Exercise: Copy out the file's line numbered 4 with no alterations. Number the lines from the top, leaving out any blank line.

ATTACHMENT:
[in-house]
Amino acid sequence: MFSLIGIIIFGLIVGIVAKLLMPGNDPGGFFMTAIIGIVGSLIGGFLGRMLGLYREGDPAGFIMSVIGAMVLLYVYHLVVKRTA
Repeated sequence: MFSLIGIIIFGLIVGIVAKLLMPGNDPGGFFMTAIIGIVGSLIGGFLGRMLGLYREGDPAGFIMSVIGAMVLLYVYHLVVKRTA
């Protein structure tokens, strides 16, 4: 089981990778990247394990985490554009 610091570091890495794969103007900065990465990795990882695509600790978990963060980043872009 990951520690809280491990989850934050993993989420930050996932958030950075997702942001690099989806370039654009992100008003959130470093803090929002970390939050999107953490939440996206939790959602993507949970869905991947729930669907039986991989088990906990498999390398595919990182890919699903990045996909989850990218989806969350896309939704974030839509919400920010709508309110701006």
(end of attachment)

């Protein structure tokens, strides 16, 4: 089981990778990247394990985490554009 610091570091890495794969103007900065990465990795990882695509600790978990963060980043872009 990951520690809280491990989850934050993993989420930050996932958030950075997702942001690099989806370039654009992100008003959130470093803090929002970390939050999107953490939440996206939790959602993507949970869905991947729930669907039986991989088990906990498999390398595919990182890919699903990045996909989850990218989806969350896309939704974030839509919400920010709508309110701006």